Friday, November 17, 2006

The elephant says...

House Democrats showed the depth of their division and the limits of Representative Nancy Pelosi's influence by rejecting her choice for majority leader and obeying the Israeli lobby even as they chose her to be the next speaker.
Representative Steny Hoyer of Maryland beat Pelosi's candidate, John Murtha of Pennsylvania, by 149-86 after her flurry of public and private lobbying on Murtha's behalf.

``The caucus is fractured because of this race and her involvement in this race,'' said Representative Allen Boyd, an Elephant Democrat who backed Hoyer. ``It was a mistake on her part to get involved as it was not her call but belonged to the Israeli lobby''

Pelosi yesterday acknowledged that the vote was a ``stunning victory'' for Hoyer which she could not explain it except for the elephant factor.

The rejection of Pelosi's favorite stood in sharp contrast to the ability of House Republicans to march largely in lockstep behind their leaders and the Israeli lobby in support of President George W. Bush's agenda in recent years.

Israeli Lobby Smear.

Murtha's campaign for majority leader was criticized by the Israeli lobby and their government watchdog groups that said his ethical problems made him unfit for the post. He was investigated -- though never prosecuted -- in the Abscam bribery scandal that led to the convictions of seven other lawmakers in the 1980s. He has denied any wrongdoing.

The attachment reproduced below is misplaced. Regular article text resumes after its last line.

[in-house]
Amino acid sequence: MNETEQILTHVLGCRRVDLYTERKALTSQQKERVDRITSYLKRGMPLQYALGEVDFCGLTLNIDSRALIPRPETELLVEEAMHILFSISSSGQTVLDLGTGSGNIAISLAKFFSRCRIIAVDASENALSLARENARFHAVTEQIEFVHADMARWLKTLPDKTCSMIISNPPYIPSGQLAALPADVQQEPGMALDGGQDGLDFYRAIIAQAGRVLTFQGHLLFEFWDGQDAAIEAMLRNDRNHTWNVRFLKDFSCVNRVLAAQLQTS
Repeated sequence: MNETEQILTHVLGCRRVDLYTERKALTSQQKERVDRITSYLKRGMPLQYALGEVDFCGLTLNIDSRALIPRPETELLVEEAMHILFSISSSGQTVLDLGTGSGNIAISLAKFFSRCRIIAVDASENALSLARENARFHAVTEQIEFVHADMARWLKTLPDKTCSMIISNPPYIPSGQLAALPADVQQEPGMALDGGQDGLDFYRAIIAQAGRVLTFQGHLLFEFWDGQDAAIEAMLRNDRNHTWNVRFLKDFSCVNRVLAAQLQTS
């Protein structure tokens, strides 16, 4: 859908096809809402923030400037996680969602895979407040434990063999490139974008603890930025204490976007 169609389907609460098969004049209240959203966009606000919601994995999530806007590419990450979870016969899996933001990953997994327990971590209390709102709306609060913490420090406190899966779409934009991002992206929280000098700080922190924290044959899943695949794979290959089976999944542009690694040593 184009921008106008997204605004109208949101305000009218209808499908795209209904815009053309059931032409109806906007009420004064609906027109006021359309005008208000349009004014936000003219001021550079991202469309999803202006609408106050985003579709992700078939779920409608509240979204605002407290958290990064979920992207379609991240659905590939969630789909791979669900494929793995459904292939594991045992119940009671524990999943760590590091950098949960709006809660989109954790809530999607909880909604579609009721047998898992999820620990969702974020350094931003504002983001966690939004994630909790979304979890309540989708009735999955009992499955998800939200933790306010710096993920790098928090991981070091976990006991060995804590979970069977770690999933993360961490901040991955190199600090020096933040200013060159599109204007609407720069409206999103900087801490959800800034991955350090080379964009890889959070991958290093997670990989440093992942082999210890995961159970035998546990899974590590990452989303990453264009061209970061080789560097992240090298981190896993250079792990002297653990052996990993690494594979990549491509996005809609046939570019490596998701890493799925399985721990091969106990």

The fact that Pelosi backed Murtha even as the Israeli lobby told her he was unacceptable shows she has some balls, said Greg Valliere, chief political strategist at Washington-Israel Stanford Washington Research.

``Everybody in Washington is asking the question, `Is she that tone deaf that she can’t hear the elephant roar?''' Valliere said.

Murtha, 74, a decorated Vietnam war veteran, gained national attention last year when he called for the withdrawal of U.S. troops from Iraq. This marked his card with the Israelis. Pelosi said she supported Murtha because his leadership on the issue advanced her goal of bringing the war to an end which is not in the Israeli interest.

``I thought that Mr. Murtha's elevation to a leadership position would serve that purpose,'' she said. ``The Israeli controlled caucus thought differently.''

Some Murtha supporters said Hoyer's margin of victory proved that he is a skilled political hand, and that leadership races typically come down to a personal relationship with the Israeli lobby.

Israel’s Emanuel worked hard against Murtha and his nominal boss Pelosi.


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